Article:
In Ellen R. Auster and Trish Ruebottom’s “Navigating the Politics and Emotions of Change,” we are presented with a 5-step process that can proactively address the softer factors that often of change that so often go unnoticed within organizations. The 5 steps include:
- Mapping the political landscape
- Identifying key influencers within each stakeholder group
- Asessing influencers’ receptiveness to change
- Mobilizing influential sponors and promoters
- Engaging influential positive and negative skeptics
While arguments for the inclusion of all 5 steps are quite strong, I’d like to take a hard look at steps 3 and 5, with particular emphasis on step 3. Auster and Ruebottom divide the “influencers” further into 6 categories: sponsors/promoters, indifferent fence-sitters (my personal favorite), cautious fence-sitters, positive skeptics and negative skeptics.
It seems like assessing influencers’ receptiveness to change might be feasible based on measuring within these respective categories. But what if, however, ALL the influencers in your organization end up falling under the “negative skeptics” category? What if every single person (with the exception of those who made the decision to execute the change) resisted change based on personal and emotional reasons and struggled with underlying fears and anxieties about how the change will impact them personally? What if the fears and anxieties of the negative skeptics were so strong that even if your organization initially had a fair number of diverse opinions, those other opinions were inhibited or even changed by the negative skeptics? How might this process change?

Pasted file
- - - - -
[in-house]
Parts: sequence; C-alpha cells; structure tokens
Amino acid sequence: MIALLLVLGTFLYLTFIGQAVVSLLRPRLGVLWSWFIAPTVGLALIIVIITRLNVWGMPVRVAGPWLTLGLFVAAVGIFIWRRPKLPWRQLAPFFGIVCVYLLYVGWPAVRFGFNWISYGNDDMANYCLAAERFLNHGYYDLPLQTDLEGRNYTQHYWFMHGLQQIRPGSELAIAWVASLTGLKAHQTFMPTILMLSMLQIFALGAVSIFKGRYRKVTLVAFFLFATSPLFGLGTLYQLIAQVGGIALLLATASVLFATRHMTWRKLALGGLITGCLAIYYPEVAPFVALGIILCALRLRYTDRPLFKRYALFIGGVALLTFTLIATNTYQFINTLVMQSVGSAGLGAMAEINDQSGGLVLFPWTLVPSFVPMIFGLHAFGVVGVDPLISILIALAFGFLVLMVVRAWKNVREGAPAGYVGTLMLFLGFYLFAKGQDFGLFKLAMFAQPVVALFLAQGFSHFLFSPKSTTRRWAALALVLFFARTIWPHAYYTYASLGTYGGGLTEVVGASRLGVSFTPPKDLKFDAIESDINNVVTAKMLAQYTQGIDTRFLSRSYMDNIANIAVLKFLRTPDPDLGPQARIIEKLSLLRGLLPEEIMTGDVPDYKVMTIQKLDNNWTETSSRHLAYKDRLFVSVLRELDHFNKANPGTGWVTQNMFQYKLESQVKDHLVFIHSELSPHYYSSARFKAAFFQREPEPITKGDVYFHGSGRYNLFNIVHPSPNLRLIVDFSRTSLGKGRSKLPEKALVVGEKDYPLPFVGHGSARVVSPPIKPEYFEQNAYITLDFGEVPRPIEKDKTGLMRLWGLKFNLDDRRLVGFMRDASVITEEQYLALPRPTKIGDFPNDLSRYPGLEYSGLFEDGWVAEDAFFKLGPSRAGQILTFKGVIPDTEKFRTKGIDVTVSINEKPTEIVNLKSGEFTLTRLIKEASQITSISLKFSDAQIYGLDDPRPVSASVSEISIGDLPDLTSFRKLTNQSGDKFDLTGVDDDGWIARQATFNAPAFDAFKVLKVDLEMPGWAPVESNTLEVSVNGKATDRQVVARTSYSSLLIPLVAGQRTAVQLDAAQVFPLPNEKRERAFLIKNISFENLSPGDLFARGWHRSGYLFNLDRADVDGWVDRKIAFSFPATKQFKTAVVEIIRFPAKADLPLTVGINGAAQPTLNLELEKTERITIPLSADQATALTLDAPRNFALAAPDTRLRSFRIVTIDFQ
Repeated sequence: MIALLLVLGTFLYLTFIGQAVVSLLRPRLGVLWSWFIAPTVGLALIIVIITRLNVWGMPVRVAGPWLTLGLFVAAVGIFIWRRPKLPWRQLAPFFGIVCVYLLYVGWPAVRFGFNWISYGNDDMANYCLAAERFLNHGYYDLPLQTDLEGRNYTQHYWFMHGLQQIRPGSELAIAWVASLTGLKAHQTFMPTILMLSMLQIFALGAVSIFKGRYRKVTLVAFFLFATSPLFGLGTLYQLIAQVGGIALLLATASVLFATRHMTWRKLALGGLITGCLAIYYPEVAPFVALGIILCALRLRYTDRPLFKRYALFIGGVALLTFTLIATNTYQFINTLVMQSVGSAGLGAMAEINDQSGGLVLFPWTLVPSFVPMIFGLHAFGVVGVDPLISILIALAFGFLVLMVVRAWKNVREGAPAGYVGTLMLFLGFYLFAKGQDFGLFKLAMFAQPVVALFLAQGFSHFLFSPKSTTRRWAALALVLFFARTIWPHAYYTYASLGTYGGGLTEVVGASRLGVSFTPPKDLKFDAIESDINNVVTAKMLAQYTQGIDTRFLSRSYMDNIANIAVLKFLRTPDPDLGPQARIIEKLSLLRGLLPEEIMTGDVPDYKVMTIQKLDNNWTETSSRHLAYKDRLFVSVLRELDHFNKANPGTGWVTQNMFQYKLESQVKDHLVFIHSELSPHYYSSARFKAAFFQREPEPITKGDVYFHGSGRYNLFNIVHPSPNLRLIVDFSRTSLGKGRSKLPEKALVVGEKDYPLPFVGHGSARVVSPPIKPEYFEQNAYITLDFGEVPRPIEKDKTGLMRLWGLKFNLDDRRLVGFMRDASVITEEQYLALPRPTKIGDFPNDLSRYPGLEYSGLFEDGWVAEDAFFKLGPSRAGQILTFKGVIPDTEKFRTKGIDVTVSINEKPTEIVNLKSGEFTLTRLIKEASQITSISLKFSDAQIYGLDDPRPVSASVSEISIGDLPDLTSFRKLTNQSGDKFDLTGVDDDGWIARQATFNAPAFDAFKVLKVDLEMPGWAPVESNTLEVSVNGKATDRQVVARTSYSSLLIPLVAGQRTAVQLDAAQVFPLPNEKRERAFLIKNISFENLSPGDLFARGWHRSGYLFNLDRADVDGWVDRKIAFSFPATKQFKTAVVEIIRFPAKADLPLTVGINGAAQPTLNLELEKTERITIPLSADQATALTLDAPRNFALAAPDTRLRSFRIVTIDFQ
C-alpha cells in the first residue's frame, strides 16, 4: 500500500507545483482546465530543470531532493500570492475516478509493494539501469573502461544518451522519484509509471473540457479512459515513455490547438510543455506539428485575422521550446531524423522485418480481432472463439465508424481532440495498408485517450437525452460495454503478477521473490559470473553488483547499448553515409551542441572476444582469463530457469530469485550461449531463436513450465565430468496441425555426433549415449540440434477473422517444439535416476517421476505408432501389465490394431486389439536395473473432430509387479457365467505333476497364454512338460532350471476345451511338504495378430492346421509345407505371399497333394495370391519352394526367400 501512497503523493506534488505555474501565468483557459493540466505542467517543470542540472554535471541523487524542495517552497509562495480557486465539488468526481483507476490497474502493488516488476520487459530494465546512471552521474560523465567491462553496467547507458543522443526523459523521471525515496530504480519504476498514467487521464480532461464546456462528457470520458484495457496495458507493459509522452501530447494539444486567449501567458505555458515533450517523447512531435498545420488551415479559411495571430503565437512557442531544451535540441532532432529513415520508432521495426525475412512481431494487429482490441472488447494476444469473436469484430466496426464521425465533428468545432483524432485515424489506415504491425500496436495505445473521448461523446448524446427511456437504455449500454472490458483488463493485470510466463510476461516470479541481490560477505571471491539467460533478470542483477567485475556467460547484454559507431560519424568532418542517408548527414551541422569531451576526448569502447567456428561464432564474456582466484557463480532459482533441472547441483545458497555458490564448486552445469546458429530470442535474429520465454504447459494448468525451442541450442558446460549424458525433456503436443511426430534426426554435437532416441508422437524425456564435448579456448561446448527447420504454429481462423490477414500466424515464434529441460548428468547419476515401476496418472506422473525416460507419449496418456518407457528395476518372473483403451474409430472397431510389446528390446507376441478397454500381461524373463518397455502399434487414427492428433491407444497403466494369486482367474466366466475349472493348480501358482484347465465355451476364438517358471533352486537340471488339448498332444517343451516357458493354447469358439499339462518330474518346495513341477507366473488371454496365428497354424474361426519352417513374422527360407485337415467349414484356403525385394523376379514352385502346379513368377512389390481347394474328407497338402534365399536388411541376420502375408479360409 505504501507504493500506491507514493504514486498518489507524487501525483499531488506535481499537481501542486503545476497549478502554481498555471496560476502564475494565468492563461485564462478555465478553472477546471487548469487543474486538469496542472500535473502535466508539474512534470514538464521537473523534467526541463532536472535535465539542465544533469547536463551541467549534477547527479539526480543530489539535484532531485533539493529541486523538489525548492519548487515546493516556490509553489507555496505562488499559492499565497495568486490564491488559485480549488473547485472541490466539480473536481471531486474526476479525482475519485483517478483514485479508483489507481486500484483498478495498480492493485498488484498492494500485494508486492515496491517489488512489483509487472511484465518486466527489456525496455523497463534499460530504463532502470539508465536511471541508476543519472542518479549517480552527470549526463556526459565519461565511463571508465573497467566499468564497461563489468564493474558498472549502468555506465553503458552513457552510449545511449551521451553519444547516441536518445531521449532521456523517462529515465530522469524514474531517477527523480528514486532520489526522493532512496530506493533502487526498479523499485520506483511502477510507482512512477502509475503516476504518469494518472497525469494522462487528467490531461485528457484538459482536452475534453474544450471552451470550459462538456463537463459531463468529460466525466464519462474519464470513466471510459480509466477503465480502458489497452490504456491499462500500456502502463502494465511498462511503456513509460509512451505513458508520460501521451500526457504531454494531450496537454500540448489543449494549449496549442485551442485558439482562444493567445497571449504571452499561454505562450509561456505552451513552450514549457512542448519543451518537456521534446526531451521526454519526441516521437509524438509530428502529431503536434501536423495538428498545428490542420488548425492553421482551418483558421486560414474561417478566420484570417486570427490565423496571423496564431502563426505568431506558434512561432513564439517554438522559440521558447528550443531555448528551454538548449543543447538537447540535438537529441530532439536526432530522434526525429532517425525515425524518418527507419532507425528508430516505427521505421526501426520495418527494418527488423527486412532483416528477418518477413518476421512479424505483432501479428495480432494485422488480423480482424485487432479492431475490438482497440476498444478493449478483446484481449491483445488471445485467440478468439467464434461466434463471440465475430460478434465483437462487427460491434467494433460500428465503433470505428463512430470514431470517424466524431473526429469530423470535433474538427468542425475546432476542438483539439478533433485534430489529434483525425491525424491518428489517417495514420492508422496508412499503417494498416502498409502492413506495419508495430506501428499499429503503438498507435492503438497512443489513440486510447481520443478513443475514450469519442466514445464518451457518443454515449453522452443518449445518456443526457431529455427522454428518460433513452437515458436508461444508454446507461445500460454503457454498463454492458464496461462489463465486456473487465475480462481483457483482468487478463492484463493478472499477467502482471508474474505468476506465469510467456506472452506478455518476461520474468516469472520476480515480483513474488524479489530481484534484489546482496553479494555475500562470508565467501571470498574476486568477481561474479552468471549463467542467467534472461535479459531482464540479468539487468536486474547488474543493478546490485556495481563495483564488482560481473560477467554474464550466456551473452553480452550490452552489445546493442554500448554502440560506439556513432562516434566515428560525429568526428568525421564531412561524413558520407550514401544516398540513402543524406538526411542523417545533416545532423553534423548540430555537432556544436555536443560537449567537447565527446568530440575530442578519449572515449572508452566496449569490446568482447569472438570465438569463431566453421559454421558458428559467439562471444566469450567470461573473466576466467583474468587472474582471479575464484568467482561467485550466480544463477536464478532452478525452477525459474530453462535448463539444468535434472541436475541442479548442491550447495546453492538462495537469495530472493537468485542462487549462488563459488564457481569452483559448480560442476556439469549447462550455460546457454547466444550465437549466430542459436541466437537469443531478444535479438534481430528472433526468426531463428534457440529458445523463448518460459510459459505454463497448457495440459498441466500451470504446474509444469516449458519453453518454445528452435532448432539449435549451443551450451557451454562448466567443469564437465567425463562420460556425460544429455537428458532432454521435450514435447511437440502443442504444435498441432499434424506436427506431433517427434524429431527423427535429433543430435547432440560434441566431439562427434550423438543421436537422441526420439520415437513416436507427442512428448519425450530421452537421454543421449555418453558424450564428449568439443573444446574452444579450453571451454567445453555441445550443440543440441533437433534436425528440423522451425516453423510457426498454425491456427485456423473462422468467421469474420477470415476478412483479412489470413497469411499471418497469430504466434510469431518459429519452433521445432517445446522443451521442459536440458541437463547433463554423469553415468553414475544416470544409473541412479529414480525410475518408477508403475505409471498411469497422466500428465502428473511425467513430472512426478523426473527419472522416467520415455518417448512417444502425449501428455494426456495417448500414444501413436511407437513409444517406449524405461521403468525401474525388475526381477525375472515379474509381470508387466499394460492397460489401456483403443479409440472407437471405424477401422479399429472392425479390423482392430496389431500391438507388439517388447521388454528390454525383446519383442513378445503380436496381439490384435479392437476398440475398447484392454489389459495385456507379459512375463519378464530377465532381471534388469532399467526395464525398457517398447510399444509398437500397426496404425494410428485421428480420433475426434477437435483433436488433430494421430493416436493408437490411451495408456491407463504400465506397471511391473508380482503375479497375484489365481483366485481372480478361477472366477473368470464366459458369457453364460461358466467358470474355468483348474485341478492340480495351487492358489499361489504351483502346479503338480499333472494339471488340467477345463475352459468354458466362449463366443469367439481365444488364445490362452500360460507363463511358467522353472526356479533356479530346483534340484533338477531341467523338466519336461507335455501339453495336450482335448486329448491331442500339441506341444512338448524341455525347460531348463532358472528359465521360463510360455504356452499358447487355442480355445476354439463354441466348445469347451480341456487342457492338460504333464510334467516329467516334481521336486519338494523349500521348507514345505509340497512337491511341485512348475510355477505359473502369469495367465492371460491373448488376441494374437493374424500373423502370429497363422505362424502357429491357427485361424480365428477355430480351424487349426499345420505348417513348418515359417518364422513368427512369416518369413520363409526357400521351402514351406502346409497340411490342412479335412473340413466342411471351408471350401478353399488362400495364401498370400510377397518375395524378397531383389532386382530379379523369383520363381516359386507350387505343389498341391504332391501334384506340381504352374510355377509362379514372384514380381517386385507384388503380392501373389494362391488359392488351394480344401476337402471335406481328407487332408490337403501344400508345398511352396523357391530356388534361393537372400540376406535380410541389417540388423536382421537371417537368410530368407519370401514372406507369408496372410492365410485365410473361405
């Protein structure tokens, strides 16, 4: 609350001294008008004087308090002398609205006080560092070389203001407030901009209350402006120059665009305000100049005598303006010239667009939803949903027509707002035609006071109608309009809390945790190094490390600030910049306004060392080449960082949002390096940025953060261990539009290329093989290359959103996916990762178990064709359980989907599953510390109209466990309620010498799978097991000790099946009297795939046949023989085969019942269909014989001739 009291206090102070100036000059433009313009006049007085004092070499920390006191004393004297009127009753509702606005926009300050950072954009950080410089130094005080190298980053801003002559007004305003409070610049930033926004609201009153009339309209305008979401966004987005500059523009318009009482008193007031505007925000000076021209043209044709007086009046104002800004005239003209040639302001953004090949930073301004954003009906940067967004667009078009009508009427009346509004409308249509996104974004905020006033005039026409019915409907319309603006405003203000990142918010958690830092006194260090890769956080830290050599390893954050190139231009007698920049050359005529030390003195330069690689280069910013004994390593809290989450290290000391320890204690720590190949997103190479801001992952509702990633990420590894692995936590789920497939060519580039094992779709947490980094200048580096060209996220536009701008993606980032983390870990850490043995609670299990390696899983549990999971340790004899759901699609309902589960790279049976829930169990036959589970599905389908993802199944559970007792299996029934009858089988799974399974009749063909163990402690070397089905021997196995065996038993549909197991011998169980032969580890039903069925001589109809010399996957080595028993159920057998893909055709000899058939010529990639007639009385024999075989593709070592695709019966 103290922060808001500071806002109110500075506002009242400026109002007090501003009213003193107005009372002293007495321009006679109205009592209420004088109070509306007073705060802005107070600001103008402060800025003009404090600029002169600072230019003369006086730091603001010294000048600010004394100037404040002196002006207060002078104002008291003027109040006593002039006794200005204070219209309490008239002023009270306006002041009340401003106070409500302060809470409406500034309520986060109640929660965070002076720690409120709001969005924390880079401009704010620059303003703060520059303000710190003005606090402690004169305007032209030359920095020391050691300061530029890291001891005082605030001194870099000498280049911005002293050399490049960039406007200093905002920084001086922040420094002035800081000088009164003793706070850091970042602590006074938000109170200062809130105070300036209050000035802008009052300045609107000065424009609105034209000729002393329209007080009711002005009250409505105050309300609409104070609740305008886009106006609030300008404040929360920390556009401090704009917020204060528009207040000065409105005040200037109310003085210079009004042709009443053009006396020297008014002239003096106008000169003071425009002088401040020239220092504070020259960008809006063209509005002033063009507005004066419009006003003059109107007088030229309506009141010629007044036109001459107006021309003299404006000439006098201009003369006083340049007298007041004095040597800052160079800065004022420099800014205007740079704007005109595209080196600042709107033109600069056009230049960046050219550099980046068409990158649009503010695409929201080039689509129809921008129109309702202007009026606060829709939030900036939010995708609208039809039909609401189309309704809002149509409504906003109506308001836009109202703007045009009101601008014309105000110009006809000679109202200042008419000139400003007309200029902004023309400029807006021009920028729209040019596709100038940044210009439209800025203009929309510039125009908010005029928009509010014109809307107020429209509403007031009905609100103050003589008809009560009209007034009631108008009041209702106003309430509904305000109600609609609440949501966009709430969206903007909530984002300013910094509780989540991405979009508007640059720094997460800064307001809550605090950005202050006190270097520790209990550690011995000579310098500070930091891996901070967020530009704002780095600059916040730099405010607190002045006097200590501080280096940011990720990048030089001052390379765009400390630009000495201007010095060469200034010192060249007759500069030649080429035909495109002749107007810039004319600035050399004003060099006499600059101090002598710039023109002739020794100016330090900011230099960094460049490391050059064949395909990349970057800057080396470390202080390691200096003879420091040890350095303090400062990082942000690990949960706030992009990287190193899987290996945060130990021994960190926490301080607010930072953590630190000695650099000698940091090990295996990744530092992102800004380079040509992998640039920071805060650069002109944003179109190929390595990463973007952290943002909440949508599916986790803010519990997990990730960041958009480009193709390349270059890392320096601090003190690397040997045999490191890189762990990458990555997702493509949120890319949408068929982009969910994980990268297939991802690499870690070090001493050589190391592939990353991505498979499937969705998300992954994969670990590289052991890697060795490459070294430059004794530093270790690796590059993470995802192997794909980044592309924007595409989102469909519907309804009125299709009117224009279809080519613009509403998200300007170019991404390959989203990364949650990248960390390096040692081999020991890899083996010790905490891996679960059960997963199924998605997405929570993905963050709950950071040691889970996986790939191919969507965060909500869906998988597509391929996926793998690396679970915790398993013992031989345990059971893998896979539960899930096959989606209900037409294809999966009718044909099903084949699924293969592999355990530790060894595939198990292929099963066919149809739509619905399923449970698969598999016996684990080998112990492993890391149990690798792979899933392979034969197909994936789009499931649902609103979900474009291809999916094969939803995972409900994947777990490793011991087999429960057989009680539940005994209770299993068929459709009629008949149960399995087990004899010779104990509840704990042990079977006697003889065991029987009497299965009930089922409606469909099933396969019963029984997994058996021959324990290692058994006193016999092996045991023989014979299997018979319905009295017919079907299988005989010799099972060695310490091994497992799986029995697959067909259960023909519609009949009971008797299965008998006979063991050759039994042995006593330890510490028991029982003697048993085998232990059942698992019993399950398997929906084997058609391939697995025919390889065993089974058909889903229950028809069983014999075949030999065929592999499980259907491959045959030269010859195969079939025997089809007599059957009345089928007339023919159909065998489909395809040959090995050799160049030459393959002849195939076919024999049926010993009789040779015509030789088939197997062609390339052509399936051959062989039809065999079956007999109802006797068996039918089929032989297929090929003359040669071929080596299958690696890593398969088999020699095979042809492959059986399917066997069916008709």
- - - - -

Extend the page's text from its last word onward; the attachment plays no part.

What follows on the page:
In my former role, my team and I experienced a major major organizational change. As a self-proclaimed newbie to the “real world,” I was unscathed by the reorganization. First, because I didn’t know any better, but second, because I traditionally do embrace change. It turns out that I was one of very few who were open to the transition. My team turned into a group of negative skeptics overnight. And by that I mean literally every other person in our department was outspokenly wary of the move. The negativity was so rampant that my excitement turned into guilt.
Based on my experience, I find it exceptionally useful that organizations take a hard look at the politics and emotions of change. I think that if this process is used more often, leaders and stakeholders have a much better chance at implementing change successfully and fostering an organization in which change is enthusiastically welcomed.
Navigating the Politics and Emotions of Change